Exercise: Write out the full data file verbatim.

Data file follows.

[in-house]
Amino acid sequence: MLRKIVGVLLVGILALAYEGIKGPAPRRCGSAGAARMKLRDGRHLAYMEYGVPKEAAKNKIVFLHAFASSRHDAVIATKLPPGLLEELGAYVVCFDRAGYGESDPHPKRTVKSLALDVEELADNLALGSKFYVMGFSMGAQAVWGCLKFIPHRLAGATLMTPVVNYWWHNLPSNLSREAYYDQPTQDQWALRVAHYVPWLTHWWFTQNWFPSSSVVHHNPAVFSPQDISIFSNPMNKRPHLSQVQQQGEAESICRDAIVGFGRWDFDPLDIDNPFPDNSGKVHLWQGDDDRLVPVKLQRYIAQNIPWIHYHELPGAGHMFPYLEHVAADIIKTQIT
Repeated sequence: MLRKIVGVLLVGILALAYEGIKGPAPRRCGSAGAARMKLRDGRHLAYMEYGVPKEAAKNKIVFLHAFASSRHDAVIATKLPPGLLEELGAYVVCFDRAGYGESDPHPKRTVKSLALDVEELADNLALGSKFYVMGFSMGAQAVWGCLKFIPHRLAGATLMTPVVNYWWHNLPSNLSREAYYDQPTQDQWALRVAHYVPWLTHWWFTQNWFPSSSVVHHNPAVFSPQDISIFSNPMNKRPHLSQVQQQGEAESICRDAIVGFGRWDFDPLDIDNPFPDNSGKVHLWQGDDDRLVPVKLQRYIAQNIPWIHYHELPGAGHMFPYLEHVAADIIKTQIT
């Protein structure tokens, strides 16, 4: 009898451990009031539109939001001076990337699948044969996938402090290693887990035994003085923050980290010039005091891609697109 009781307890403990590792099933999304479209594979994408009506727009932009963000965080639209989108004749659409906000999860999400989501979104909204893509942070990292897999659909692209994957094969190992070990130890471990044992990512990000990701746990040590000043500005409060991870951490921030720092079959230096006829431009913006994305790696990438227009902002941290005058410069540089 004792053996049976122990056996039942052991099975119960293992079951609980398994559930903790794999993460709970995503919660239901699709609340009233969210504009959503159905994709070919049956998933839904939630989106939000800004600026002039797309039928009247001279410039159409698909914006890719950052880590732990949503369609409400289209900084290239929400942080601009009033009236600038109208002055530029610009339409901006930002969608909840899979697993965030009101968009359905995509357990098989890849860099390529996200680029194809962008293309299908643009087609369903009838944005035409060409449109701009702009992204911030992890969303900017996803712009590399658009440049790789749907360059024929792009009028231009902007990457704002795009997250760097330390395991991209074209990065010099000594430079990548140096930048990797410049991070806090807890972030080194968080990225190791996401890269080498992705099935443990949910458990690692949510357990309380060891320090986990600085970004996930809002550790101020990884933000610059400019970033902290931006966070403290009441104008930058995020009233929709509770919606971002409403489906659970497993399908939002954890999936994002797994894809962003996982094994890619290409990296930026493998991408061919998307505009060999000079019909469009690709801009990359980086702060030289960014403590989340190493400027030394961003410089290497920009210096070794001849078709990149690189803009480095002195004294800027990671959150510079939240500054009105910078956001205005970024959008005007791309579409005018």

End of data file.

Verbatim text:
[in-house]
Amino acid sequence: MLRKIVGVLLVGILALAYEGIKGPAPRRCGSAGAARMKLRDGRHLAYMEYGVPKEAAKNKIVFLHAFASSRHDAVIATKLPPGLLEELGAYVVCFDRAGYGESDPHPKRTVKSLALDVEELADNLALGSKFYVMGFSMGAQAVWGCLKFIPHRLAGATLMTPVVNYWWHNLPSNLSREAYYDQPTQDQWALRVAHYVPWLTHWWFTQNWFPSSSVVHHNPAVFSPQDISIFSNPMNKRPHLSQVQQQGEAESICRDAIVGFGRWDFDPLDIDNPFPDNSGKVHLWQGDDDRLVPVKLQRYIAQNIPWIHYHELPGAGHMFPYLEHVAADIIKTQIT
Repeated sequence: MLRKIVGVLLVGILALAYEGIKGPAPRRCGSAGAARMKLRDGRHLAYMEYGVPKEAAKNKIVFLHAFASSRHDAVIATKLPPGLLEELGAYVVCFDRAGYGESDPHPKRTVKSLALDVEELADNLALGSKFYVMGFSMGAQAVWGCLKFIPHRLAGATLMTPVVNYWWHNLPSNLSREAYYDQPTQDQWALRVAHYVPWLTHWWFTQNWFPSSSVVHHNPAVFSPQDISIFSNPMNKRPHLSQVQQQGEAESICRDAIVGFGRWDFDPLDIDNPFPDNSGKVHLWQGDDDRLVPVKLQRYIAQNIPWIHYHELPGAGHMFPYLEHVAADIIKTQIT
């Protein structure tokens, strides 16, 4: 009898451990009031539109939001001076990337699948044969996938402090290693887990035994003085923050980290010039005091891609697109 009781307890403990590792099933999304479209594979994408009506727009932009963000965080639209989108004749659409906000999860999400989501979104909204893509942070990292897999659909692209994957094969190992070990130890471990044992990512990000990701746990040590000043500005409060991870951490921030720092079959230096006829431009913006994305790696990438227009902002941290005058410069540089 004792053996049976122990056996039942052991099975119960293992079951609980398994559930903790794999993460709970995503919660239901699709609340009233969210504009959503159905994709070919049956998933839904939630989106939000800004600026002039797309039928009247001279410039159409698909914006890719950052880590732990949503369609409400289209900084290239929400942080601009009033009236600038109208002055530029610009339409901006930002969608909840899979697993965030009101968009359905995509357990098989890849860099390529996200680029194809962008293309299908643009087609369903009838944005035409060409449109701009702009992204911030992890969303900017996803712009590399658009440049790789749907360059024929792009009028231009902007990457704002795009997250760097330390395991991209074209990065010099000594430079990548140096930048990797410049991070806090807890972030080194968080990225190791996401890269080498992705099935443990949910458990690692949510357990309380060891320090986990600085970004996930809002550790101020990884933000610059400019970033902290931006966070403290009441104008930058995020009233929709509770919606971002409403489906659970497993399908939002954890999936994002797994894809962003996982094994890619290409990296930026493998991408061919998307505009060999000079019909469009690709801009990359980086702060030289960014403590989340190493400027030394961003410089290497920009210096070794001849078709990149690189803009480095002195004294800027990671959150510079939240500054009105910078956001205005970024959008005007791309579409005018």